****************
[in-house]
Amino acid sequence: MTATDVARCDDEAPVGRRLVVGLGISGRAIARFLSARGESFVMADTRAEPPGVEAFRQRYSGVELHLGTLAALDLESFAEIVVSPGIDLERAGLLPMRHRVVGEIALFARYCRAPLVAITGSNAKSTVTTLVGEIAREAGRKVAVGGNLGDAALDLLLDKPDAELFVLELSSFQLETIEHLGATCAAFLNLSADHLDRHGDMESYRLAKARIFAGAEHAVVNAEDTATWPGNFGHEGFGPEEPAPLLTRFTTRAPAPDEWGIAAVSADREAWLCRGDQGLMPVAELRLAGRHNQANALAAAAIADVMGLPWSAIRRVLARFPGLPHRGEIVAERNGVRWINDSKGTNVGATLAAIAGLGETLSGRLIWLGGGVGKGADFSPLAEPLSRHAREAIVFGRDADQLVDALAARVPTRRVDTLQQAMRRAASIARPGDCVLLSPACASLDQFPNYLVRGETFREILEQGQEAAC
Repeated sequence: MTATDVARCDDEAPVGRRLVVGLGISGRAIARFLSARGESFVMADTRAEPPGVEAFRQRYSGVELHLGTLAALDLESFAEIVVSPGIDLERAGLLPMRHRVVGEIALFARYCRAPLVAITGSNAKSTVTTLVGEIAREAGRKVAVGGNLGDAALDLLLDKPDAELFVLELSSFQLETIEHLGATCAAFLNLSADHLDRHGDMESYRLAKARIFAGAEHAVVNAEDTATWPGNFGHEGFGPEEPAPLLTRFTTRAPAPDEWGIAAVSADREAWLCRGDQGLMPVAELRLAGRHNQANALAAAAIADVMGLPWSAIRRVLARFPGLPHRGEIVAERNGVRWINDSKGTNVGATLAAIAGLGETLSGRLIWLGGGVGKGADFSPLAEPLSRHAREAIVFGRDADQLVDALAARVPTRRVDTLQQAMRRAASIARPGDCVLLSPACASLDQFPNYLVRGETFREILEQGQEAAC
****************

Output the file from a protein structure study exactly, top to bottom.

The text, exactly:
[in-house]
Amino acid sequence: MTATDVARCDDEAPVGRRLVVGLGISGRAIARFLSARGESFVMADTRAEPPGVEAFRQRYSGVELHLGTLAALDLESFAEIVVSPGIDLERAGLLPMRHRVVGEIALFARYCRAPLVAITGSNAKSTVTTLVGEIAREAGRKVAVGGNLGDAALDLLLDKPDAELFVLELSSFQLETIEHLGATCAAFLNLSADHLDRHGDMESYRLAKARIFAGAEHAVVNAEDTATWPGNFGHEGFGPEEPAPLLTRFTTRAPAPDEWGIAAVSADREAWLCRGDQGLMPVAELRLAGRHNQANALAAAAIADVMGLPWSAIRRVLARFPGLPHRGEIVAERNGVRWINDSKGTNVGATLAAIAGLGETLSGRLIWLGGGVGKGADFSPLAEPLSRHAREAIVFGRDADQLVDALAARVPTRRVDTLQQAMRRAASIARPGDCVLLSPACASLDQFPNYLVRGETFREILEQGQEAAC
Repeated sequence: MTATDVARCDDEAPVGRRLVVGLGISGRAIARFLSARGESFVMADTRAEPPGVEAFRQRYSGVELHLGTLAALDLESFAEIVVSPGIDLERAGLLPMRHRVVGEIALFARYCRAPLVAITGSNAKSTVTTLVGEIAREAGRKVAVGGNLGDAALDLLLDKPDAELFVLELSSFQLETIEHLGATCAAFLNLSADHLDRHGDMESYRLAKARIFAGAEHAVVNAEDTATWPGNFGHEGFGPEEPAPLLTRFTTRAPAPDEWGIAAVSADREAWLCRGDQGLMPVAELRLAGRHNQANALAAAAIADVMGLPWSAIRRVLARFPGLPHRGEIVAERNGVRWINDSKGTNVGATLAAIAGLGETLSGRLIWLGGGVGKGADFSPLAEPLSRHAREAIVFGRDADQLVDALAARVPTRRVDTLQQAMRRAASIARPGDCVLLSPACASLDQFPNYLVRGETFREILEQGQEAAC